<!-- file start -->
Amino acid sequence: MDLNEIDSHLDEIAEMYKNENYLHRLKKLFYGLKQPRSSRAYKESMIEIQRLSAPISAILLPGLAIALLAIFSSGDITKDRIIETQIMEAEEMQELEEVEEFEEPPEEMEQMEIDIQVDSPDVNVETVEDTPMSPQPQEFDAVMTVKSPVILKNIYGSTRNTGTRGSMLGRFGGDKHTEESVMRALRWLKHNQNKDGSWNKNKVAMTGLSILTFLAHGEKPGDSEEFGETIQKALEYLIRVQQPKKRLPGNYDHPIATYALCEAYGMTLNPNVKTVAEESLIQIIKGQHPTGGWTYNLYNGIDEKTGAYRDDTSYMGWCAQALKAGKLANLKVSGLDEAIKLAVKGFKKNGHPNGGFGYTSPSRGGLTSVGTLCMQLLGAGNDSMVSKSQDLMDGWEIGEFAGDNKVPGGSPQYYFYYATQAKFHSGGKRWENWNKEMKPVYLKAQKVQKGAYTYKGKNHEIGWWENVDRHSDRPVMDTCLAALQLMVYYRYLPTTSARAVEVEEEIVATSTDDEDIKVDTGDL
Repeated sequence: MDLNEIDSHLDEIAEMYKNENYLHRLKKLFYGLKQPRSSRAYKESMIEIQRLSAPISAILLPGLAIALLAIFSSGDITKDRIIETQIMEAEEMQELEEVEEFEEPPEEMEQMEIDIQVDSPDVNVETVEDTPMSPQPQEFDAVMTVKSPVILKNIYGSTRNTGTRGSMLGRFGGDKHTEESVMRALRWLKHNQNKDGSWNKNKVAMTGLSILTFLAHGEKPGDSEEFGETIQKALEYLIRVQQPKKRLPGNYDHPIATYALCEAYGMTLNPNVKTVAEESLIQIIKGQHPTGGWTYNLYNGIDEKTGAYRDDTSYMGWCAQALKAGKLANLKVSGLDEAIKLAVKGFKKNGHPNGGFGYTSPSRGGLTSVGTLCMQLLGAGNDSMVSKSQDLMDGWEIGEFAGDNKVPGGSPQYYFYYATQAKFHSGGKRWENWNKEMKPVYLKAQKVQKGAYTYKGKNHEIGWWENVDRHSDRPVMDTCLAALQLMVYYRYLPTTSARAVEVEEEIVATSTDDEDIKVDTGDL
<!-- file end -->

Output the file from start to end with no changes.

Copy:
Amino acid sequence: MDLNEIDSHLDEIAEMYKNENYLHRLKKLFYGLKQPRSSRAYKESMIEIQRLSAPISAILLPGLAIALLAIFSSGDITKDRIIETQIMEAEEMQELEEVEEFEEPPEEMEQMEIDIQVDSPDVNVETVEDTPMSPQPQEFDAVMTVKSPVILKNIYGSTRNTGTRGSMLGRFGGDKHTEESVMRALRWLKHNQNKDGSWNKNKVAMTGLSILTFLAHGEKPGDSEEFGETIQKALEYLIRVQQPKKRLPGNYDHPIATYALCEAYGMTLNPNVKTVAEESLIQIIKGQHPTGGWTYNLYNGIDEKTGAYRDDTSYMGWCAQALKAGKLANLKVSGLDEAIKLAVKGFKKNGHPNGGFGYTSPSRGGLTSVGTLCMQLLGAGNDSMVSKSQDLMDGWEIGEFAGDNKVPGGSPQYYFYYATQAKFHSGGKRWENWNKEMKPVYLKAQKVQKGAYTYKGKNHEIGWWENVDRHSDRPVMDTCLAALQLMVYYRYLPTTSARAVEVEEEIVATSTDDEDIKVDTGDL
Repeated sequence: MDLNEIDSHLDEIAEMYKNENYLHRLKKLFYGLKQPRSSRAYKESMIEIQRLSAPISAILLPGLAIALLAIFSSGDITKDRIIETQIMEAEEMQELEEVEEFEEPPEEMEQMEIDIQVDSPDVNVETVEDTPMSPQPQEFDAVMTVKSPVILKNIYGSTRNTGTRGSMLGRFGGDKHTEESVMRALRWLKHNQNKDGSWNKNKVAMTGLSILTFLAHGEKPGDSEEFGETIQKALEYLIRVQQPKKRLPGNYDHPIATYALCEAYGMTLNPNVKTVAEESLIQIIKGQHPTGGWTYNLYNGIDEKTGAYRDDTSYMGWCAQALKAGKLANLKVSGLDEAIKLAVKGFKKNGHPNGGFGYTSPSRGGLTSVGTLCMQLLGAGNDSMVSKSQDLMDGWEIGEFAGDNKVPGGSPQYYFYYATQAKFHSGGKRWENWNKEMKPVYLKAQKVQKGAYTYKGKNHEIGWWENVDRHSDRPVMDTCLAALQLMVYYRYLPTTSARAVEVEEEIVATSTDDEDIKVDTGDL